Melissa Lunney had no interest in coding back in 2013. Didn’t know where to begin, unsure whether it was for her.
Her sister was attending an app development program in Fredericton focused on Indigenous learners and had grown up with technology, but Melissa resisted.
Her sister kept encouraging her to try it out and to even join the same program, but Melissa remain unconvinced. One day, her sister invited her to come to a Ladies Learning Code workshop – beginner friendly, for women – that she was going to be volunteering at. Melissa relented.
The workshop would forever change Melissa’s life. It gave her the spark to learn more and felt empowered by what creating technology could do. She not only changed her career trajectory, but is giving back to the community in the process. We hope what comes next will inspire you to find your spark.
The Ladies Learning Code workshop was the stepping stone into pursuing a path into app development. After the workshop, Melissa enrolled in a 2-year app development program and has gone on to work in various roles building software and hardware solutions.
What does “building software and hardware solutions” really mean?
It means being empowered to solve problems large and small. It means improving the lives of others by creating solutions using technology that you can control, adapt, and improve.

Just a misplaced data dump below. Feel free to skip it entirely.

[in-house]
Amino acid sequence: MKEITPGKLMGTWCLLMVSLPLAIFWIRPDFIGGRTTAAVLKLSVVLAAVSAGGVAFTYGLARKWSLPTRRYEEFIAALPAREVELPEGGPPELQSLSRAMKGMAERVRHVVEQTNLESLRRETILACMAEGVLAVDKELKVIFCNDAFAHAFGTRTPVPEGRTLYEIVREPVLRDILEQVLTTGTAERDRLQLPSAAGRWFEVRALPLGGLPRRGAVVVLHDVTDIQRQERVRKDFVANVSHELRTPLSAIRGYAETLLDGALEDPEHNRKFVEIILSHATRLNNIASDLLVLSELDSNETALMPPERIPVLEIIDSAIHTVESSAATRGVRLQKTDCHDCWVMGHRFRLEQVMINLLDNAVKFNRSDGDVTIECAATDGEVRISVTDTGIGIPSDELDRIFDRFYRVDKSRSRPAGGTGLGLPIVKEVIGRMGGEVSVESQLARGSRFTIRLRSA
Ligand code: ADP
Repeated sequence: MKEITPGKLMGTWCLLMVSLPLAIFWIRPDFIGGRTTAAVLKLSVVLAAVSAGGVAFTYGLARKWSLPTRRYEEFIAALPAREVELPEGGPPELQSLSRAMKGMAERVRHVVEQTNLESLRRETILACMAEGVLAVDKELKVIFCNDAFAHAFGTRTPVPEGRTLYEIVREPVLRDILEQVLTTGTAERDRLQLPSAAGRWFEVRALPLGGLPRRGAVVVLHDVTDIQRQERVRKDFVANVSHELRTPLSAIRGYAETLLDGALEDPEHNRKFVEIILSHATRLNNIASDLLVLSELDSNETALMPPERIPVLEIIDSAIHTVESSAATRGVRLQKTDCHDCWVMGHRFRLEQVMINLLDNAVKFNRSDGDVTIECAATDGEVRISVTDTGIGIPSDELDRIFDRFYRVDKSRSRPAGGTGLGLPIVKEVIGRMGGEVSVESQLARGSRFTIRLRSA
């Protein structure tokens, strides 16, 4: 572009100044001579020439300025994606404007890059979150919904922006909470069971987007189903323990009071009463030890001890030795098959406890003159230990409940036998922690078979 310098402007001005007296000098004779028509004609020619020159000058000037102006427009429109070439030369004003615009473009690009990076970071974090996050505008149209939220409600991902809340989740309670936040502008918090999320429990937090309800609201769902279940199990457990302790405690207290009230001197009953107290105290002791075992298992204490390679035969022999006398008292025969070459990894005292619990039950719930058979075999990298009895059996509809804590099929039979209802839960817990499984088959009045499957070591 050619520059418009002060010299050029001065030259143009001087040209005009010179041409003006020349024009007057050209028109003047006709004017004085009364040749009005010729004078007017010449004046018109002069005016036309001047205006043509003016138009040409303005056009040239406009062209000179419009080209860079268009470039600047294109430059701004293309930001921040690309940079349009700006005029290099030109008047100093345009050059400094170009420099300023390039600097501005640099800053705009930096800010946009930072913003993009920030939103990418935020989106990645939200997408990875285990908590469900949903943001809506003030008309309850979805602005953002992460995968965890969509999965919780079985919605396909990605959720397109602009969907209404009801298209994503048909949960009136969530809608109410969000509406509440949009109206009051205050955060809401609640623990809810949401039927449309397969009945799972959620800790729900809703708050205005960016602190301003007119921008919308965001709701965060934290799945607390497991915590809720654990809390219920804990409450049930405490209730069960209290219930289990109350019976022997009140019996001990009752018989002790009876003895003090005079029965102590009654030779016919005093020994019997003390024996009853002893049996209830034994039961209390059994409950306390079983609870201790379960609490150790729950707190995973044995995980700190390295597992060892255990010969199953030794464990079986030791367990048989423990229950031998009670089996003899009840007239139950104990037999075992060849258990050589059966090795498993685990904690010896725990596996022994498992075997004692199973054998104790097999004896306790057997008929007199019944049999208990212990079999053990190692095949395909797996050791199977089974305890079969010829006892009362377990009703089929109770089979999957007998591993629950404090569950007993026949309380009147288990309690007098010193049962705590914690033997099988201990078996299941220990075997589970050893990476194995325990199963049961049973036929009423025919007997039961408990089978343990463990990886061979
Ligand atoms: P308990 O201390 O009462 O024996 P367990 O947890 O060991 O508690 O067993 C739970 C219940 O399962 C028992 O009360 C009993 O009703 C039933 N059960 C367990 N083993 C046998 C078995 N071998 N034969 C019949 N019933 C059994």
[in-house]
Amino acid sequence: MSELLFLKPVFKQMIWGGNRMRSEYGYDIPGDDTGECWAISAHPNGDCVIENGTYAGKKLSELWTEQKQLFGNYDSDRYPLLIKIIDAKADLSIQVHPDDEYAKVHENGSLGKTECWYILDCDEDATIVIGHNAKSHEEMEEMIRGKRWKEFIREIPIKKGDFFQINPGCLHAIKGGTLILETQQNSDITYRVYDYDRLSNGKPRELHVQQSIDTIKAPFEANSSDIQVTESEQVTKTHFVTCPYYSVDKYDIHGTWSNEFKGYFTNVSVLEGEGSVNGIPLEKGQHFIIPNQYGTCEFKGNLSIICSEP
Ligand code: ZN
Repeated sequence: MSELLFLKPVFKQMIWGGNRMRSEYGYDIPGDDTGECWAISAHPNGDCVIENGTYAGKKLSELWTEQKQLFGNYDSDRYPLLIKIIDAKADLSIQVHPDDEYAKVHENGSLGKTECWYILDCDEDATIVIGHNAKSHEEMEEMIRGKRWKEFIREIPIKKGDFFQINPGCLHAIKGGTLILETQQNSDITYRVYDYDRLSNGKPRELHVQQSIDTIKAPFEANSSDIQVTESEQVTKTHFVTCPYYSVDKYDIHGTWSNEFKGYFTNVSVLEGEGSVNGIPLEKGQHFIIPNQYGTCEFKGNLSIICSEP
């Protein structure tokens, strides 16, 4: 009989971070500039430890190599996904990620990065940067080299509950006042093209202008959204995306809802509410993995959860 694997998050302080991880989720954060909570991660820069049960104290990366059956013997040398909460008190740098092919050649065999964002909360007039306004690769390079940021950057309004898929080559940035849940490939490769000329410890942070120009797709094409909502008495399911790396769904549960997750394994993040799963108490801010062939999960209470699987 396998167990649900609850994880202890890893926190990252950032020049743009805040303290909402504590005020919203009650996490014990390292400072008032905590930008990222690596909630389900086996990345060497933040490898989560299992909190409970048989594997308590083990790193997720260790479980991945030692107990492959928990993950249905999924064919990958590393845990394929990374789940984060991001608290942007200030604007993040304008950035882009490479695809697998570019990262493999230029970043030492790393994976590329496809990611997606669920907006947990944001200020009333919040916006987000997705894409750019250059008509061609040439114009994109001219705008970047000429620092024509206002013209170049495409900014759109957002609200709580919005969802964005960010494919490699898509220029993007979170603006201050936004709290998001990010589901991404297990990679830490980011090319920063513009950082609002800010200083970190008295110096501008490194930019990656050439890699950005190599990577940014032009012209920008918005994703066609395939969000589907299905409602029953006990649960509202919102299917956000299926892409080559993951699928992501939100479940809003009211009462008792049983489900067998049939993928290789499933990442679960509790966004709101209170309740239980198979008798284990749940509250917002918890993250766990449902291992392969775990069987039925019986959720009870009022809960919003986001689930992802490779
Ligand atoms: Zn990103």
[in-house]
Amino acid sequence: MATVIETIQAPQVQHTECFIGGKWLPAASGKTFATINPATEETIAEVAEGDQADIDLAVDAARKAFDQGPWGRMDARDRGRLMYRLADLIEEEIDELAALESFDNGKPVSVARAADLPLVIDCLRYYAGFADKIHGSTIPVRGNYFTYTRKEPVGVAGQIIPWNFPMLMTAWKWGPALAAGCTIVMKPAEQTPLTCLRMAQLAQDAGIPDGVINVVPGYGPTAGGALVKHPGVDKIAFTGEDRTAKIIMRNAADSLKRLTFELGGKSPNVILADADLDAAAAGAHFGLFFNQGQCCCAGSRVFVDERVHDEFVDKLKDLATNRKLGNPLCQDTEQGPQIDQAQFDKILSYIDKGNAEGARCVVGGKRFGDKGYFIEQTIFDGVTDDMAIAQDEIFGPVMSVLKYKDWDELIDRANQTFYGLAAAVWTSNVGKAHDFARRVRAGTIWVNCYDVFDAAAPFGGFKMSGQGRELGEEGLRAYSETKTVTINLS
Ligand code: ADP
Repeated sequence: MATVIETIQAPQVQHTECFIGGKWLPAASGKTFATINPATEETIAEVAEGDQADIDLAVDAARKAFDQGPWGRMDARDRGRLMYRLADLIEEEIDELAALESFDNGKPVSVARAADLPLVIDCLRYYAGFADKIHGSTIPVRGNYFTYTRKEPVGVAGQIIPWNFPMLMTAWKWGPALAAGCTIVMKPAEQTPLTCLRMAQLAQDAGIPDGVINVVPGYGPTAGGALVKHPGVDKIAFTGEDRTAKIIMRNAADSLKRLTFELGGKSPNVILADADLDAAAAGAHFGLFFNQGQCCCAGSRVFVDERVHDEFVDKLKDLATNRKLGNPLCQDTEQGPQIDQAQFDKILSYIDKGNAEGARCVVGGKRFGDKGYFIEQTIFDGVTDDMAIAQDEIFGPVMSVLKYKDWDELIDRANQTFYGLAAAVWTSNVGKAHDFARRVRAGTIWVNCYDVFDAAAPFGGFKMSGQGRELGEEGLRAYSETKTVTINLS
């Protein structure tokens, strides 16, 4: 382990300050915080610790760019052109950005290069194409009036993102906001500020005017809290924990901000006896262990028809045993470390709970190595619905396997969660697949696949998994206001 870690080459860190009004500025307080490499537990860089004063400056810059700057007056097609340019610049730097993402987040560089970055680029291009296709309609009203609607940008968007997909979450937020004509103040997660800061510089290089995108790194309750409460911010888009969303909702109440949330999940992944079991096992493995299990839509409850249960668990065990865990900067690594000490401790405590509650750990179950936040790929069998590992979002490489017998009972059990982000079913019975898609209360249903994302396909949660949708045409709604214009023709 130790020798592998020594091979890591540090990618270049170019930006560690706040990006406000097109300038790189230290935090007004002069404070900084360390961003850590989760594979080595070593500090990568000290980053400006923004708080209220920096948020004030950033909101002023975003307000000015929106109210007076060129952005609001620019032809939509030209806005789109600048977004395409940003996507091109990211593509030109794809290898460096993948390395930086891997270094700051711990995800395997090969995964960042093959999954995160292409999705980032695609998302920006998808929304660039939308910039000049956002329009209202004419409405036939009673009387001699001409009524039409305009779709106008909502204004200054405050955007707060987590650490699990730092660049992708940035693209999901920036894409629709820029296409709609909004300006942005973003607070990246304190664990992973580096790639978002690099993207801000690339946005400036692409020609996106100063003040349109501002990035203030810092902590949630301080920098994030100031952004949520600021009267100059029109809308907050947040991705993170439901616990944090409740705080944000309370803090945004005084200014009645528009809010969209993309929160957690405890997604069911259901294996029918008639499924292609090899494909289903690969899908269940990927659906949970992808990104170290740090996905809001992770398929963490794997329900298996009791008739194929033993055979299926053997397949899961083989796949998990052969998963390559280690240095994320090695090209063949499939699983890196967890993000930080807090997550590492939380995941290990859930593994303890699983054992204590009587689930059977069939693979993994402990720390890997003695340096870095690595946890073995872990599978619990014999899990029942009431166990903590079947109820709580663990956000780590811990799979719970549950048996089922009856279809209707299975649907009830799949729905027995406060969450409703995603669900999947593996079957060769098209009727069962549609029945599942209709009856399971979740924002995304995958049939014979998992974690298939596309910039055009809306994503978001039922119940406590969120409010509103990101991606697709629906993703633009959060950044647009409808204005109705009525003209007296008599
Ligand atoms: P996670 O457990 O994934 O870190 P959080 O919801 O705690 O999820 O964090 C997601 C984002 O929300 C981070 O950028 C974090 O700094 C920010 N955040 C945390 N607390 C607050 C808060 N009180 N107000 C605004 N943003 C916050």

One such solution Melissa’s developing is Doorable. The inspiration for Doorable came when she noticed a woman in a wheelchair trying to enter a building.
“She wheeled up to the door, pushed the button and the door opened on the same side as the button,” Lunney said. “She had to back up and manoeuvre herself around the door. By the time she was entering the building, the door was closing on her.”
There has to be a better way, she thought.
So she created Doorable, an app that’s connected to the accessible button. As a person with the app approaches, the door opens. She worked on this while taking a mobile application development course through the Joint Economic Development Initiative, an organization that supports Indigenous participation in the New Brunswick economy.
Another issue near and dear to her heart was helping tomorrow’s generation learn more about Indigenous culture and history. While participating at a Startup Weekend in Fredericton, Melissa and team Wabanaki had the idea for Archaeologix – using technology such as 3D printing, the company would scan rare Indigenous artifacts that aren’t very accessible, 3D print them, and make replicas for use in schools alongside teaching materials.
People like Melissa inspire us to do more. She commends the beginner-friendly nature and women-focused environment as creating a space for her to feel safe exploring something so daunting.
What will be your spark? What can you do with it?
Find out and join us at one of the 18 upcoming Ladies Learning Code learner experiences across Canada: https://www.canadalearningcode.ca/experiences/
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